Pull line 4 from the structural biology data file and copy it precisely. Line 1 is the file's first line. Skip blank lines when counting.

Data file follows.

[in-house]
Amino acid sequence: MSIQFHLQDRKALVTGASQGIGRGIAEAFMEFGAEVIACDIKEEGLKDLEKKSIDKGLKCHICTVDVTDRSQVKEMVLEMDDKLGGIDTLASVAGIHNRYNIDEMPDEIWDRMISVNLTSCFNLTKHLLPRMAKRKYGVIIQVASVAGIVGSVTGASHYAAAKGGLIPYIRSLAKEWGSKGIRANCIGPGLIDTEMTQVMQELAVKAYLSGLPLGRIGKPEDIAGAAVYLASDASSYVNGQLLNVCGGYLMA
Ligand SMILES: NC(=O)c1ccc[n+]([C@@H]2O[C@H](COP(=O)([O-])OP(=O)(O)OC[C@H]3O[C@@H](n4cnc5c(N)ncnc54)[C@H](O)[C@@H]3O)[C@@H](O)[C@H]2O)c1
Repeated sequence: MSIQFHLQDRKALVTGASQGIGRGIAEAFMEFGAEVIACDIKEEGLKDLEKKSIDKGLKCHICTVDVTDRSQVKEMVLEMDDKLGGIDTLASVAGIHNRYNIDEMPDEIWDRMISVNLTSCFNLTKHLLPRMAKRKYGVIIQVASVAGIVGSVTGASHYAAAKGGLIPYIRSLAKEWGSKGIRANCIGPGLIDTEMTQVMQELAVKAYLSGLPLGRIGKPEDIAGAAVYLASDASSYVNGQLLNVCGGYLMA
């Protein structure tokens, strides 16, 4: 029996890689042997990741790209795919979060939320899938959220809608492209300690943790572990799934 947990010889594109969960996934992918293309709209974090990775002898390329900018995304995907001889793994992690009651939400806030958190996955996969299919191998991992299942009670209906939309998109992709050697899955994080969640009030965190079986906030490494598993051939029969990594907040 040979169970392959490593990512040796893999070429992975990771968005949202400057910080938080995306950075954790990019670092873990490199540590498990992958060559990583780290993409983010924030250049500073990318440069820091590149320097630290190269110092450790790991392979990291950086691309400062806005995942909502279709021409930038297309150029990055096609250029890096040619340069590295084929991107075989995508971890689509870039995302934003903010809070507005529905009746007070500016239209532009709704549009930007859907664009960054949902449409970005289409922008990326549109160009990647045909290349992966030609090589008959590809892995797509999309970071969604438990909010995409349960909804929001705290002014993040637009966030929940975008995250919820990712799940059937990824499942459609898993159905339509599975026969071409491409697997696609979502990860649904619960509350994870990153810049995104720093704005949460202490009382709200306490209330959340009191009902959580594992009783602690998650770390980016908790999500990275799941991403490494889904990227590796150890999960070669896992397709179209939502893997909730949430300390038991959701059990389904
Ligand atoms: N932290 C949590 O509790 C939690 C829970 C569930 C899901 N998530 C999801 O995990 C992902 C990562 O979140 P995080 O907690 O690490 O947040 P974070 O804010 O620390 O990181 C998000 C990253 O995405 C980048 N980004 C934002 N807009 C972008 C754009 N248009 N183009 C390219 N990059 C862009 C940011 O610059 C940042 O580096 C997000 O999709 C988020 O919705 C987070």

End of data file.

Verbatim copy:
Repeated sequence: MSIQFHLQDRKALVTGASQGIGRGIAEAFMEFGAEVIACDIKEEGLKDLEKKSIDKGLKCHICTVDVTDRSQVKEMVLEMDDKLGGIDTLASVAGIHNRYNIDEMPDEIWDRMISVNLTSCFNLTKHLLPRMAKRKYGVIIQVASVAGIVGSVTGASHYAAAKGGLIPYIRSLAKEWGSKGIRANCIGPGLIDTEMTQVMQELAVKAYLSGLPLGRIGKPEDIAGAAVYLASDASSYVNGQLLNVCGGYLMA